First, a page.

So, this morning I woke up to find this article on my newsfeed.
The article is all about procrastination, which seemed oddly fitting since last night I didn’t write the blog for today (which I usually do), simply because I didn’t feel like it (which is my main reason for not doing something–even if it’s something I should be doing). Then, I woke up and my husband was reading something. When I asked him, what, he told me it was an article on procrastination my cousin had posted on Facebook.
Then I sat down to work on this blog, but first, I opened up my Facebook account and took a look at this article.
I feel like I was tricked, you know? I procrastinated by reading an article about procrastination. This damned article dragged me into the Dark Playground! It just isn’t fair!
In fact, I should know better. I wrote this article on why writers procrastinate a while back, so I really have absolutely no excuses. Unfortunately, though, it looks like my Instant Gratification Monkey is back for a while. Curses. Now I’m writing this blog last minute so I can hopefully publish it at noon like all my other articles. It looks like the Panic Monster doesn’t really become involved when you don’t have any real repercussions.
This goes back to another point I’ve made. Especially for writers who are writing for “themselves” (in other words, writers who have yet to publish or are not working as a writer for a company or a client), it can be difficult to hold yourself accountable. It actually takes quite a bit of discipline to make yourself get shit done and keep getting shit done. This is especially true when you have other things on your plate.
In reading the procrastination article, one point stood out to me more than anything else. Maybe it’s because this line, really, is kind of scary for creatives like me.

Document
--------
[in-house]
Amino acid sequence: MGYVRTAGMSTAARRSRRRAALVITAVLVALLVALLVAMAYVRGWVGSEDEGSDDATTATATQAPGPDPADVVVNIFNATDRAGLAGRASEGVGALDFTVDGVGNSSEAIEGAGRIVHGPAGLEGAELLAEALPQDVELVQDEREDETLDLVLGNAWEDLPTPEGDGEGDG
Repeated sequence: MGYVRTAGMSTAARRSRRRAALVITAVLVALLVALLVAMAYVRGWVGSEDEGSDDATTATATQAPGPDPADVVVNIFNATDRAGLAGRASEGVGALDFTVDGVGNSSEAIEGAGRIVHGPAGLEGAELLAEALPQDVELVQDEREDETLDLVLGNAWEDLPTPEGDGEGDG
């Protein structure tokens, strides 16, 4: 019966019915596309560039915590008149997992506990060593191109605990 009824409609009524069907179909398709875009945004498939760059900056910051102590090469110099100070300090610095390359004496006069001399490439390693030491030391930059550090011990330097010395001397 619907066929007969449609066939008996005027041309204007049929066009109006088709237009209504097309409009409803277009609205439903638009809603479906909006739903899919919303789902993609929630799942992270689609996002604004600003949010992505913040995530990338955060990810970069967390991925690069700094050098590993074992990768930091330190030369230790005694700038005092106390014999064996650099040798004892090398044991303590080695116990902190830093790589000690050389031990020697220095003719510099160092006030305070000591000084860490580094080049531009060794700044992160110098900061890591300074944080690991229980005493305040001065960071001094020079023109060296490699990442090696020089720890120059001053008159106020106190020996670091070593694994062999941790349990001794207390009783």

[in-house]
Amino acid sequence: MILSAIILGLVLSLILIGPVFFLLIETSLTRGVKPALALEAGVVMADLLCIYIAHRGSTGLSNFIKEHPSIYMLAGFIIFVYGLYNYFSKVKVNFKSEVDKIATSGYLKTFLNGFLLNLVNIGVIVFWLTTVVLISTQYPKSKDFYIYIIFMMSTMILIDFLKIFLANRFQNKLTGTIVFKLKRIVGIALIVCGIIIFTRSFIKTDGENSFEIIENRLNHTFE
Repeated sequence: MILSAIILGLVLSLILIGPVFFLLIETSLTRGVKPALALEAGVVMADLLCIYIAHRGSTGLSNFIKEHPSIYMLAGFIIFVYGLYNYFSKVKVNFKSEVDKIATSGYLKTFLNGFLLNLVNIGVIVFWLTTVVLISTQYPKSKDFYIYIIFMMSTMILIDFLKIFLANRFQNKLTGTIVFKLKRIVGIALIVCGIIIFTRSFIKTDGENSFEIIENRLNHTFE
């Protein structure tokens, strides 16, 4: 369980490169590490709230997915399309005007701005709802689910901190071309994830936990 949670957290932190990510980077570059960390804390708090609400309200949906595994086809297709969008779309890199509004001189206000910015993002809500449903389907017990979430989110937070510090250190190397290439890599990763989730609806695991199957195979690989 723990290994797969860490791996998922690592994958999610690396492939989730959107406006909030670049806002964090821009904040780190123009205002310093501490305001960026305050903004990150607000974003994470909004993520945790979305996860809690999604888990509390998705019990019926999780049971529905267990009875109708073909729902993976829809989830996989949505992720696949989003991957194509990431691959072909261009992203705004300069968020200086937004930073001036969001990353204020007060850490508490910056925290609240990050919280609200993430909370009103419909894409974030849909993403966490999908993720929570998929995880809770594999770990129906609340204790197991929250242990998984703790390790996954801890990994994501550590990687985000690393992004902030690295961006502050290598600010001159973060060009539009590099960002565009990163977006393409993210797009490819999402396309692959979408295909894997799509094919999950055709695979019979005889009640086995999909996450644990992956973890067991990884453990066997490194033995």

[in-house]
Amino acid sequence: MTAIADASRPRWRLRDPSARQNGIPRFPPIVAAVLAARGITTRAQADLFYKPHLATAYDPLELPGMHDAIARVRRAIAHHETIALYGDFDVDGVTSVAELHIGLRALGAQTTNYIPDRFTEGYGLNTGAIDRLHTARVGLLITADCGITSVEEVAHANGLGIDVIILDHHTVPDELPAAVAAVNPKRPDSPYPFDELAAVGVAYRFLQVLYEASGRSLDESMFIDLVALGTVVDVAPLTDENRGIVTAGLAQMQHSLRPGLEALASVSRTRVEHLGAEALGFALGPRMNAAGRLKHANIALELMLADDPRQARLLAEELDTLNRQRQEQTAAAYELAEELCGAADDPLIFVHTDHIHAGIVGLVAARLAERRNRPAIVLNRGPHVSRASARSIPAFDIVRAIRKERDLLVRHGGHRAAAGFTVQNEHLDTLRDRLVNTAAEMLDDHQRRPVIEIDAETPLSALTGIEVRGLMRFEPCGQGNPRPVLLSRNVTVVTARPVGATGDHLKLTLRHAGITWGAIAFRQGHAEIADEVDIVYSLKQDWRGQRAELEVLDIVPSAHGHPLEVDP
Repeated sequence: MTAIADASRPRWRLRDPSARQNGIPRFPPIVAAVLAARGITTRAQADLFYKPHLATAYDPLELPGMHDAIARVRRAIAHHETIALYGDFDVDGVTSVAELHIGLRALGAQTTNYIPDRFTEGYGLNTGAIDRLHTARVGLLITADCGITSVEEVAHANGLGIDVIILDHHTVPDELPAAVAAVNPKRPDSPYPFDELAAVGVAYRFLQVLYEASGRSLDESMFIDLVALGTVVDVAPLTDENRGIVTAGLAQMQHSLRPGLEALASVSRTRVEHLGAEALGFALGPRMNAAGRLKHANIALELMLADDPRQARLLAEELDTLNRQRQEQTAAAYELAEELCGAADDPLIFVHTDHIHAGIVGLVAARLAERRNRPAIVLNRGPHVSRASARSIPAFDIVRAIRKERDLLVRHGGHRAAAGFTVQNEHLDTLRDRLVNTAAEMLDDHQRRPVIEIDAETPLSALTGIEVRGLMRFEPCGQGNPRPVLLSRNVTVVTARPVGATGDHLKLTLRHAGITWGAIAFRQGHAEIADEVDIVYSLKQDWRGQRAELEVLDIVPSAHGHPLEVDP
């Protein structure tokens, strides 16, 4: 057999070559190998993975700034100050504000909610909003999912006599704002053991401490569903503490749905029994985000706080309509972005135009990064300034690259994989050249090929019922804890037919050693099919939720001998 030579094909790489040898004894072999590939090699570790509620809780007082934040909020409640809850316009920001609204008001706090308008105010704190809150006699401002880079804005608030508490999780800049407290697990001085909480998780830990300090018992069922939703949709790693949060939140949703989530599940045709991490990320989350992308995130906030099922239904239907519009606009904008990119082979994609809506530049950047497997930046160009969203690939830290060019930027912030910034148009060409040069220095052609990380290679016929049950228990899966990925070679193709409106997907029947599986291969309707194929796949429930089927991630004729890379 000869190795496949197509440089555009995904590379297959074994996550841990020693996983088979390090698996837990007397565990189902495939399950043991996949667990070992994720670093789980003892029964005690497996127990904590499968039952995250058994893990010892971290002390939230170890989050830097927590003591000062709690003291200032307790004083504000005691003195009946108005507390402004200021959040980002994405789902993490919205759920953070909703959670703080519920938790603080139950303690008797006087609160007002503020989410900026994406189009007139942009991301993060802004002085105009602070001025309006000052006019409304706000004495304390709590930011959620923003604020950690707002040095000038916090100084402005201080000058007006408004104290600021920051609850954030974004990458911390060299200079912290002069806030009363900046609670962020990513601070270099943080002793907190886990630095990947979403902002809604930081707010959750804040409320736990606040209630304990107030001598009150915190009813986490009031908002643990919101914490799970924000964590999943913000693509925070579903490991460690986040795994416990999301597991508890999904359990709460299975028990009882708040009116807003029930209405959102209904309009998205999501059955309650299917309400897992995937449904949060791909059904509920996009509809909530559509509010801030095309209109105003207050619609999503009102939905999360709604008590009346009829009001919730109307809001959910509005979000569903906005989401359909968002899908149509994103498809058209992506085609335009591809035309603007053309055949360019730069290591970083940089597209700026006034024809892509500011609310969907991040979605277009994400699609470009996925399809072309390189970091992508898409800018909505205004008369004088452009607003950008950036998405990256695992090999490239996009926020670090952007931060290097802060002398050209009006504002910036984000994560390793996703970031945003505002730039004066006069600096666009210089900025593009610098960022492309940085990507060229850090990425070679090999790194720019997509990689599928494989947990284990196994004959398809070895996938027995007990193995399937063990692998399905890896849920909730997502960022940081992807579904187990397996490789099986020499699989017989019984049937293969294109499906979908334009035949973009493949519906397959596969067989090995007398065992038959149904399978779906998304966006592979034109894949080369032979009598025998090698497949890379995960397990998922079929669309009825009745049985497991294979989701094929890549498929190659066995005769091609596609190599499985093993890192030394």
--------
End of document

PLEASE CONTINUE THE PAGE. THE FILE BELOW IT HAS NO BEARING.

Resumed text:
The writer said, ”Even if the procrastinator is in the type of career where the Panic Monster is regularly present and he’s able to be fulfilled at work, the other things in life that are important to him—getting in shape, cooking elaborate meals, learning to play the guitar, writing a book, reading, or even making a bold career switch—never happen because the Panic Monster doesn’t usually get involved with those things. Undertakings like those expand our experiences, make our lives richer, and bring us a lot of happiness—and for most procrastinators, they get left in the dust.”
These things, these passions and desires, are what we really need to worry about when it comes down to procrastination. Whatever the reason we procrastinate, whatever we think we’re acheiving by putting something off until tomorrow, seems silly when we think that there is a high likelihood that we will procrastinate our lives away.
Literally. If we writers and artists and creatives are not careful, we will procrastinate until we die and only then will we realize we never saw our dreams come true.
It’s not because we were overwhelmed. It’s not because we were scared. It’s not because we were bored. It’s because we didn’t stop to think about what was really important in our lives and force that Panic Monster to come up when we decided to skip writing a blog post last night, or when we didn’t finish that new painting by the New Year, or we figured we could just make the next play auditions.
Yes. I know. There are reasons we procrastinate and sometimes we may need to, but I, for one, am going to try to start living up to my own expectations.
Now. Anyone have any Instant Gratification Monkey traps? I think mine needs to relocate.